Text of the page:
insipidus - "..." and leads to... non-sweet...water diuresis
water diuresis is solvent loss w/o accompying solute loss
water diuresis involves... vasopressin as the issue
central diabetes insipidus not making vasopressin
nephrogenic diabetes insipidus not responding to vasopressin
type I diabetes mellitus is also called insulin dependent diabetes or juvenile diabetes
type I involves lacking the ability to...because of... produce insluin from the pancreas..autoimmune destruction of B cells
type I has...and ... low plasma insulin levels...high plasma glucose levels
high plasma glucose levels in type I involves the inability to...and continued... absorb glucose (no glucose transporters installation)...liver glycogenolysis and gluconeogenesis and lipolysis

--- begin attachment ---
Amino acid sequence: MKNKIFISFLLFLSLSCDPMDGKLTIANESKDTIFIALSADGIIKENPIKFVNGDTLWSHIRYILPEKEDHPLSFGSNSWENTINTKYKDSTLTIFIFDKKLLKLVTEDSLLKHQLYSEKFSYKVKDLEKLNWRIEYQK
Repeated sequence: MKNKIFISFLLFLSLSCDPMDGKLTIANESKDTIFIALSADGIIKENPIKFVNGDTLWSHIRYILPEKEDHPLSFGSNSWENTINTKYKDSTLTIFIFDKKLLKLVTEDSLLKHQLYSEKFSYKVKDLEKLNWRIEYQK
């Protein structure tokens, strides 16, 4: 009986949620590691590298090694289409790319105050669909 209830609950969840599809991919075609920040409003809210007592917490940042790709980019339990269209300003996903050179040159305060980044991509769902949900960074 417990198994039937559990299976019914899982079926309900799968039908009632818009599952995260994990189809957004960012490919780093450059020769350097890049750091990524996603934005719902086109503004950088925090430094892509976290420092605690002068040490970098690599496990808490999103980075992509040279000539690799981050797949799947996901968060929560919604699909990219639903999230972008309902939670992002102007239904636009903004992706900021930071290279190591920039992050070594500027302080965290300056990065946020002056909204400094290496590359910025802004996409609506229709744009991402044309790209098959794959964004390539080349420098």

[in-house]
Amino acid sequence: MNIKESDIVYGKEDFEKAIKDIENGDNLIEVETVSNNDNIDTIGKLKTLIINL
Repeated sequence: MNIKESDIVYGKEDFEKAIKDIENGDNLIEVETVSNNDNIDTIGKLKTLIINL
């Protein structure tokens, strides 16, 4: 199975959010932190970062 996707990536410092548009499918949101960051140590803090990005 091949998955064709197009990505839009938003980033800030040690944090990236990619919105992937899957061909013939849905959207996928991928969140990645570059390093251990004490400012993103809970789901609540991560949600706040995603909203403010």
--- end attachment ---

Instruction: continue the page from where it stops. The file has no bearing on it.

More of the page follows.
type I diabetes causes people to have osmotic diuresis, diaetic ketoacidosis and other problems
osmotic diuresis is a consequence of...and happens when both types of diabetes...glucose transport maximum (tmax) is surpassed and water follows the solute
osmotic diuresis is when the...which is called... filtered load > tmax > substance present in urine...glucosuria
glucosuria is when plasma [glucose] > 180 mg/dl
diabetic ketoacidosis is increased...>...>... lipolysis > ^ plasma ketones > ^ ketones in urine and H in plasma
other problems with type I are increased...which leads to.. na loss and additional water loss... decreased plasma volume > dec arterial pressure and blood flow
type II diabetes mellitus is also called non-insulin dependent diabetes or adult onset (except now we have childhood obesity)
type II involves decreased receptor sensitivity to insulin